Home Governance Singapore Blocks Malaysian Website Under Falsehoods Law

Singapore Blocks Malaysian Website Under Falsehoods Law

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The Singapore government issued directives to local ISPs for blocking a Malaysian website, Lawyers for Liberty (LFL). These measures were taken because Lawyers for Liberty failed to comply to the correction directives issued by the Singapore government under the Protection from Online Falsehoods and Manipulation Act (POFMA) guidelines.

What is POFMA?

POFMA was passed in the Parliament on May 9, 2019, and came into effect from October 2, 2019. In the lead up to this act, public consultations were being conducted including eight days of Select Committee hearing.

Under POFMA, which is aimed at protecting society from fake news that harms the public interest, a falsehood is defined as, “A statement of fact that is false or misleading.” It doesn’t cover opinions or criticisms. Falsehoods that may harm a person, organization or group’s public interest, may have to be updated with a correction. The real facts should be placed alongside the falsehoods so that people can always check the truth for themselves. In certain serious cases though, the post may have to be taken down.  

What is Lawyers for Liberty Case?

On January 16, 2020, Lawyers for Liberty published a post which the Ministry of Home Affairs for Singapore found factually untrue and spreading online falsehood directed towards them. The ministry further requested the POFMA office for issuance of correction directives to LFL as per the guidelines laid in the Falsehoods law. LFL, however, did not pay heed to this notice. It failed to comply with the directive, which prompted the Singapore government to order its industry regulator Infocomm Media Development Authority (IMDA) to issue the access blocking orders. These blocking orders given to all local ISPs will be lifted only when LFL complies with the original correction directives.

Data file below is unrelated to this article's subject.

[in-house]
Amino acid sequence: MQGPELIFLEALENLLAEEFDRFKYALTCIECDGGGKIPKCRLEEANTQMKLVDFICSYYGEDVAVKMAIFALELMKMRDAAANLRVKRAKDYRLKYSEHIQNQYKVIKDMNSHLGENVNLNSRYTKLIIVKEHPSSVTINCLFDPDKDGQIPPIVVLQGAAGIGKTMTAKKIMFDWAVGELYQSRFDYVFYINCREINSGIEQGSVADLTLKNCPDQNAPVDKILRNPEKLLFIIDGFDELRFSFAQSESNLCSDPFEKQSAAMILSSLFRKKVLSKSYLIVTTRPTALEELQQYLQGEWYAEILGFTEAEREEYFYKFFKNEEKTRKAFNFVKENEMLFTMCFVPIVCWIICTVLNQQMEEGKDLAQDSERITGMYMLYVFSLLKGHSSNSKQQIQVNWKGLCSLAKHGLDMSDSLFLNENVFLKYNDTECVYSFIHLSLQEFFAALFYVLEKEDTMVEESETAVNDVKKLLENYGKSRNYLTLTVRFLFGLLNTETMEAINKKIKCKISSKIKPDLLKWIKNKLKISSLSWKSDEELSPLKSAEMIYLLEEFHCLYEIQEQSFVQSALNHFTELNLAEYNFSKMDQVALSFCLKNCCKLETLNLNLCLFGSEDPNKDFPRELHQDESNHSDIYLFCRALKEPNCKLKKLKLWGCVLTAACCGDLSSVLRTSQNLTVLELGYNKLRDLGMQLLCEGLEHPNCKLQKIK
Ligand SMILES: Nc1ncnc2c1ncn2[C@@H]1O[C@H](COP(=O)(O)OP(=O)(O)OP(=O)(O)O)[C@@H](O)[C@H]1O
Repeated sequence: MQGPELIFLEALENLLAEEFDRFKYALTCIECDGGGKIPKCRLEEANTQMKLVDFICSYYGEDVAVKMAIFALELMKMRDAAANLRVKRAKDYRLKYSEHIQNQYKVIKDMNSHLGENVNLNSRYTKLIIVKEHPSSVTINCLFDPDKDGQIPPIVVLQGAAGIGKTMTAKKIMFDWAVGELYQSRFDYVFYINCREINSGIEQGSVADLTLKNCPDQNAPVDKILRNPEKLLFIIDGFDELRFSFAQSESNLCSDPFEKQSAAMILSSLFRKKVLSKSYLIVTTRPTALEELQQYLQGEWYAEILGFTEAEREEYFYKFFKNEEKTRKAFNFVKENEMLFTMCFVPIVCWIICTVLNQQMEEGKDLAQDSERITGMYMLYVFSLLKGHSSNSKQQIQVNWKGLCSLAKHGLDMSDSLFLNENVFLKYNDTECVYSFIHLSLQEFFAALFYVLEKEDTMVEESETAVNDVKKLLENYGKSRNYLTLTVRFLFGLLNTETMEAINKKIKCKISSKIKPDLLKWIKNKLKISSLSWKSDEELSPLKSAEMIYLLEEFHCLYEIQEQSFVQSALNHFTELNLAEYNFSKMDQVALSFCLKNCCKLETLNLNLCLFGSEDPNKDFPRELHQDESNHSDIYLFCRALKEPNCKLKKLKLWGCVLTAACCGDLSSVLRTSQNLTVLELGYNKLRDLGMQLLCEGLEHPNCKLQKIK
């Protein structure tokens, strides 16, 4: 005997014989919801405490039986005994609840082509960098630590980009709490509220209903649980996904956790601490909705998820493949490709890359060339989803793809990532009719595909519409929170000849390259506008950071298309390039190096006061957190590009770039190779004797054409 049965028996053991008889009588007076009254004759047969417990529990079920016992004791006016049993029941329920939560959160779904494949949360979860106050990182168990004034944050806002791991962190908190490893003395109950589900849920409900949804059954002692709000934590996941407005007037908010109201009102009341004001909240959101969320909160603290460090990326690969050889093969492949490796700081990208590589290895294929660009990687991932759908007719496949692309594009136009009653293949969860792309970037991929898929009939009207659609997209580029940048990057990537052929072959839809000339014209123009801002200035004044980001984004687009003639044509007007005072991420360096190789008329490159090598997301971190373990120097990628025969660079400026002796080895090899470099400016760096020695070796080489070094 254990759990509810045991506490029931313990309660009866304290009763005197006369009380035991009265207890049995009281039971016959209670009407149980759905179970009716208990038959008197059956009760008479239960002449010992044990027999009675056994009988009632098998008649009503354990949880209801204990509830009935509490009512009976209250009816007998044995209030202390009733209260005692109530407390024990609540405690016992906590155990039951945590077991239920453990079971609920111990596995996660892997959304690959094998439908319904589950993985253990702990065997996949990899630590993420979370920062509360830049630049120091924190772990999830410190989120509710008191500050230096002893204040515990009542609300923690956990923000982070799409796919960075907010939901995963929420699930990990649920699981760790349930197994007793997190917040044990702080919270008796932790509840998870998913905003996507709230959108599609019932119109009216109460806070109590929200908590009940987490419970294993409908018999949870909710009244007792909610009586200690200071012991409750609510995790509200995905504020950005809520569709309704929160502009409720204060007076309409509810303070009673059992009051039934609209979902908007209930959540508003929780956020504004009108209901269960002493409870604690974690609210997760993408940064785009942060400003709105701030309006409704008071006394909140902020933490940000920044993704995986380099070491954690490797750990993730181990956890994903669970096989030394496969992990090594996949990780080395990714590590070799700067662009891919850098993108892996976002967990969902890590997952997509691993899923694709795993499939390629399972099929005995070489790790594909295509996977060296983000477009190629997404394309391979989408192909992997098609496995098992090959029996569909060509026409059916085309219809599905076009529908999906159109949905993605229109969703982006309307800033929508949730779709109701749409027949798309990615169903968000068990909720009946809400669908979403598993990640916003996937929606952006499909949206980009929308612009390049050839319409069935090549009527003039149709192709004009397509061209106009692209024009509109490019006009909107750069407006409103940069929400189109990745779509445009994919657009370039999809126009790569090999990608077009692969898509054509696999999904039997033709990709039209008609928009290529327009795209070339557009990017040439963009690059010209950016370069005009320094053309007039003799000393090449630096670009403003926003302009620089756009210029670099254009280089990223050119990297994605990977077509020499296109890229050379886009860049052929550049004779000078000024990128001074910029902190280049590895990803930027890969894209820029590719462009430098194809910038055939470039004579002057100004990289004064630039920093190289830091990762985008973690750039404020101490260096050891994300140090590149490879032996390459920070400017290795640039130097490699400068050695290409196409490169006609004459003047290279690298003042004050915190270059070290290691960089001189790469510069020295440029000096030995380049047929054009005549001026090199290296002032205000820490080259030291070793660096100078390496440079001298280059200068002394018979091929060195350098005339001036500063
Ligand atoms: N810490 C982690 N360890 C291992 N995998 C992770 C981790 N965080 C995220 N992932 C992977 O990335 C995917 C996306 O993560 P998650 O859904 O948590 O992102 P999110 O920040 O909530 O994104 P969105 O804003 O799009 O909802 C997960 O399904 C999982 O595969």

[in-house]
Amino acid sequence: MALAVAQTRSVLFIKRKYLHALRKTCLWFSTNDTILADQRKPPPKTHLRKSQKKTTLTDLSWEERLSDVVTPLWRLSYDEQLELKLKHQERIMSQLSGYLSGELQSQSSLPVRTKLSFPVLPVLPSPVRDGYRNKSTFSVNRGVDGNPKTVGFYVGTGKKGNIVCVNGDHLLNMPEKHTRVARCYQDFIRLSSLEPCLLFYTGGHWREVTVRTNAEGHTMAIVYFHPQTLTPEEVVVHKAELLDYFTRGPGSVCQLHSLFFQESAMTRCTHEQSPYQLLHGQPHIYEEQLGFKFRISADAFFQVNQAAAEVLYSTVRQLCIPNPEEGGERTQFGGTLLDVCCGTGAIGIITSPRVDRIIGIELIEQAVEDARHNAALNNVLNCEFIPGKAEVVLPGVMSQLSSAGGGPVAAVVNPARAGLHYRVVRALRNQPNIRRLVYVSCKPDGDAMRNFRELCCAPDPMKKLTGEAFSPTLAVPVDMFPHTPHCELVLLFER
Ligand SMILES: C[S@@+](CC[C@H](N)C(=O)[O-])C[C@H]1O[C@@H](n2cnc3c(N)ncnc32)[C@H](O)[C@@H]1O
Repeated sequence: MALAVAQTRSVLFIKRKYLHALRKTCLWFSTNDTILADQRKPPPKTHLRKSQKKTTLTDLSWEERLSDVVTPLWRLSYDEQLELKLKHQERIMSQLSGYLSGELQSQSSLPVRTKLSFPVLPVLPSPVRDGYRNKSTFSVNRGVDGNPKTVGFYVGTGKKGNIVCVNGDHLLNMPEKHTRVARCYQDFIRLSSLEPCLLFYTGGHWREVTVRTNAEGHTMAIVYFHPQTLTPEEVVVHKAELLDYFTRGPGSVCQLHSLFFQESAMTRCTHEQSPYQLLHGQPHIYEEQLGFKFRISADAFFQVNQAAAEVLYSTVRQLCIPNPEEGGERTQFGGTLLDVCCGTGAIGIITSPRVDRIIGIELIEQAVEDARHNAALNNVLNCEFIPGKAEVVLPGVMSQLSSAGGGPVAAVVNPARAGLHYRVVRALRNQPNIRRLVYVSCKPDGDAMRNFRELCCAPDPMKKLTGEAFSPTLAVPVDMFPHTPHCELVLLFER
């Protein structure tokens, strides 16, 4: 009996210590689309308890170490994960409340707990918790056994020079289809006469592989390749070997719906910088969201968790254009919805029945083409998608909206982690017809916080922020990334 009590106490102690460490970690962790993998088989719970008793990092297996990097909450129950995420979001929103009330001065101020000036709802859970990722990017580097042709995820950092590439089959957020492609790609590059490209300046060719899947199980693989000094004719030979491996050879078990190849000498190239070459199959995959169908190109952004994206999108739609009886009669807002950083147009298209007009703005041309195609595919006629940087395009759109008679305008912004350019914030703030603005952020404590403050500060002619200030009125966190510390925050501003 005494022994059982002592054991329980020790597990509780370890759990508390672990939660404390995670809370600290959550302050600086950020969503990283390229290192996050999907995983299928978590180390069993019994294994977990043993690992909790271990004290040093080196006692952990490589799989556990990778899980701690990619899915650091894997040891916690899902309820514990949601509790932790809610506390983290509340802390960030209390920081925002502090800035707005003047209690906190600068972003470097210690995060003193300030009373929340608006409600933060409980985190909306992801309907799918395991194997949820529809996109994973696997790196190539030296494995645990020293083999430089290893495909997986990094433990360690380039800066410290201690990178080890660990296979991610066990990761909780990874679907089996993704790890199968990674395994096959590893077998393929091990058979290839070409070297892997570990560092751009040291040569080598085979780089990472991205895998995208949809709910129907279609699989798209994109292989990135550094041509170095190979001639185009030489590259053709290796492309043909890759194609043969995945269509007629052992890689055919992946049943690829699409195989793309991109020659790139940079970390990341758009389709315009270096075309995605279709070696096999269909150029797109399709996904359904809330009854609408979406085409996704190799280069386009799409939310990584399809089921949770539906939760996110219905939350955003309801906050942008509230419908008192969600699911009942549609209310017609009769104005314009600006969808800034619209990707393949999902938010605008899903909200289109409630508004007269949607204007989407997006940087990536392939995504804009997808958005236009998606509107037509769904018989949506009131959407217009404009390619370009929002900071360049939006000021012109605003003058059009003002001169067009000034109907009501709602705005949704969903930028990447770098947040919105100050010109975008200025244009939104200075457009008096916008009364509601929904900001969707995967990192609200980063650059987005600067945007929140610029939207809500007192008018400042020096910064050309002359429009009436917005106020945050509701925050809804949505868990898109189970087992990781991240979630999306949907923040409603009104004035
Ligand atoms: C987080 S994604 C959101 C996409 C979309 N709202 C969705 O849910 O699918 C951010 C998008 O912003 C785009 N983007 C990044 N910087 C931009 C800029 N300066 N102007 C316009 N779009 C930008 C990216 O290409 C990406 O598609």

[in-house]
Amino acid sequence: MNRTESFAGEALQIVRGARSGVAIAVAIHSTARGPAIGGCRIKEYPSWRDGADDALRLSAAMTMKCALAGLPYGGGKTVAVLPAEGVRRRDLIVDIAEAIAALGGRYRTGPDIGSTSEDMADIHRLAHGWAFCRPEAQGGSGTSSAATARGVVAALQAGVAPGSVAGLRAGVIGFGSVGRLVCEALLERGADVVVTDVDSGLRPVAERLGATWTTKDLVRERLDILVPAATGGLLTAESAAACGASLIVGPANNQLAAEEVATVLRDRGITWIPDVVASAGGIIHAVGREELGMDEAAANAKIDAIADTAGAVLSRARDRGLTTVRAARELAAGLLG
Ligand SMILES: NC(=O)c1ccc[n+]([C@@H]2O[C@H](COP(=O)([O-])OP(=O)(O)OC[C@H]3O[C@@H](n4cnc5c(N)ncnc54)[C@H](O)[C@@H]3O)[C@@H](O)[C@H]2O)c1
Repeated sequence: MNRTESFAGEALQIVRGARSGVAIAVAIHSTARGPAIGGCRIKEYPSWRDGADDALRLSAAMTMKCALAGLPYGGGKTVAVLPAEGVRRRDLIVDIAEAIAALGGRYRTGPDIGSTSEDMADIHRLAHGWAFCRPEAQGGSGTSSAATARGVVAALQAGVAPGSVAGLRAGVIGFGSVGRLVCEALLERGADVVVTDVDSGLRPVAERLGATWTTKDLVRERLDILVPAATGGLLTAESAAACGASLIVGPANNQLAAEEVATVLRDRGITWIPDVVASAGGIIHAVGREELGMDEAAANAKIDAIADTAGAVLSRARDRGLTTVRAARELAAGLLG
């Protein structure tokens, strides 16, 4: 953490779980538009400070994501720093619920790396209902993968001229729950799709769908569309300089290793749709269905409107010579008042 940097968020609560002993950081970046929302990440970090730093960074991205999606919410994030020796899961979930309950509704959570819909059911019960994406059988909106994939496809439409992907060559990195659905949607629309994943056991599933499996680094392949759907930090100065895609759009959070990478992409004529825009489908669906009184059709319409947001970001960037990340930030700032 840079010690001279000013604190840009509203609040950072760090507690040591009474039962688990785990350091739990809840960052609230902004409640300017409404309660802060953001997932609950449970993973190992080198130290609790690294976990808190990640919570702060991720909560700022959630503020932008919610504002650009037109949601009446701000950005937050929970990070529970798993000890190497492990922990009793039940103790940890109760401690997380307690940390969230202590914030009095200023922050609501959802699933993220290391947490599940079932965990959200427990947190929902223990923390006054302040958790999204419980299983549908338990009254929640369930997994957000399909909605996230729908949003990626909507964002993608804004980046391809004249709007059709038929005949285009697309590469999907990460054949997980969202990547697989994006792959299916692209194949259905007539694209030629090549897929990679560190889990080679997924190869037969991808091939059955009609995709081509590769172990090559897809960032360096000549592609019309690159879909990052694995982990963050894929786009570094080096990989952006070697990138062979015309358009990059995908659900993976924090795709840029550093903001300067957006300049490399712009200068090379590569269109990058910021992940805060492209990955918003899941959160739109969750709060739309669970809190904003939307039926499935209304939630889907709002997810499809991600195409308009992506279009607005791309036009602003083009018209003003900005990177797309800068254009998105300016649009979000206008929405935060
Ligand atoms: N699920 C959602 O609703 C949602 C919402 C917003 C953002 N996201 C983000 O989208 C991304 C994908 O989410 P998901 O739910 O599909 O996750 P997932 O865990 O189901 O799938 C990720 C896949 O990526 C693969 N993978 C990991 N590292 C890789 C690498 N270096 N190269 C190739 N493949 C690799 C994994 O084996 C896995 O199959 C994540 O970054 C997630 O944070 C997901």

Lawyers for Liberty, on the other hand, has filed a motion in the Kuala Lumpur High Court in Malaysia against Singapore’s Home Affairs Minister, K Shanmugam, stating that POFMA cannot be constitutionally imposed on Malaysians. LFL adviser N Surendran said, “The reason for the lawsuit is because this is an attempt by Singapore to encroach upon or crackdown on freedom of speech in Malaysia.”

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